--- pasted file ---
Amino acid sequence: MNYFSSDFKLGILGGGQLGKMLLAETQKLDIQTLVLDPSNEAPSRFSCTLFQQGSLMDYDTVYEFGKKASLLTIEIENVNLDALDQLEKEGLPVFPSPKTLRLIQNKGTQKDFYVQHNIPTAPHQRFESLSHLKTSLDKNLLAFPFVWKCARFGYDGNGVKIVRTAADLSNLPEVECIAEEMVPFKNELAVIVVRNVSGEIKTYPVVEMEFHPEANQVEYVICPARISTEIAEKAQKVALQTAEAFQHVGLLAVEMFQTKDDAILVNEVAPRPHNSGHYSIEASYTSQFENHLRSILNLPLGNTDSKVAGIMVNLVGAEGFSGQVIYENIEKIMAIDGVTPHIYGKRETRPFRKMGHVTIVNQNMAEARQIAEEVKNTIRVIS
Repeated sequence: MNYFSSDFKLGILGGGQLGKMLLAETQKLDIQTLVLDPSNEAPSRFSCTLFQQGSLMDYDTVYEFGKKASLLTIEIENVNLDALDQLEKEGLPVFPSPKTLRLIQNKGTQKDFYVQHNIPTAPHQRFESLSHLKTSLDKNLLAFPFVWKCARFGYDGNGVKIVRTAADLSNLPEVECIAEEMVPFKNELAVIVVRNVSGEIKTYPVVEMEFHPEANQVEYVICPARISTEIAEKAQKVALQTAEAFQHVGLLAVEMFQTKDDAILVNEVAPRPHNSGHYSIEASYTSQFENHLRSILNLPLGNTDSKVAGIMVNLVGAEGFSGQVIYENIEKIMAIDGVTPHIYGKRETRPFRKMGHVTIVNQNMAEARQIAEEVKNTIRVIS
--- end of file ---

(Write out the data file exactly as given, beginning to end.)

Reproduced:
Amino acid sequence: MNYFSSDFKLGILGGGQLGKMLLAETQKLDIQTLVLDPSNEAPSRFSCTLFQQGSLMDYDTVYEFGKKASLLTIEIENVNLDALDQLEKEGLPVFPSPKTLRLIQNKGTQKDFYVQHNIPTAPHQRFESLSHLKTSLDKNLLAFPFVWKCARFGYDGNGVKIVRTAADLSNLPEVECIAEEMVPFKNELAVIVVRNVSGEIKTYPVVEMEFHPEANQVEYVICPARISTEIAEKAQKVALQTAEAFQHVGLLAVEMFQTKDDAILVNEVAPRPHNSGHYSIEASYTSQFENHLRSILNLPLGNTDSKVAGIMVNLVGAEGFSGQVIYENIEKIMAIDGVTPHIYGKRETRPFRKMGHVTIVNQNMAEARQIAEEVKNTIRVIS
Repeated sequence: MNYFSSDFKLGILGGGQLGKMLLAETQKLDIQTLVLDPSNEAPSRFSCTLFQQGSLMDYDTVYEFGKKASLLTIEIENVNLDALDQLEKEGLPVFPSPKTLRLIQNKGTQKDFYVQHNIPTAPHQRFESLSHLKTSLDKNLLAFPFVWKCARFGYDGNGVKIVRTAADLSNLPEVECIAEEMVPFKNELAVIVVRNVSGEIKTYPVVEMEFHPEANQVEYVICPARISTEIAEKAQKVALQTAEAFQHVGLLAVEMFQTKDDAILVNEVAPRPHNSGHYSIEASYTSQFENHLRSILNLPLGNTDSKVAGIMVNLVGAEGFSGQVIYENIEKIMAIDGVTPHIYGKRETRPFRKMGHVTIVNQNMAEARQIAEEVKNTIRVIS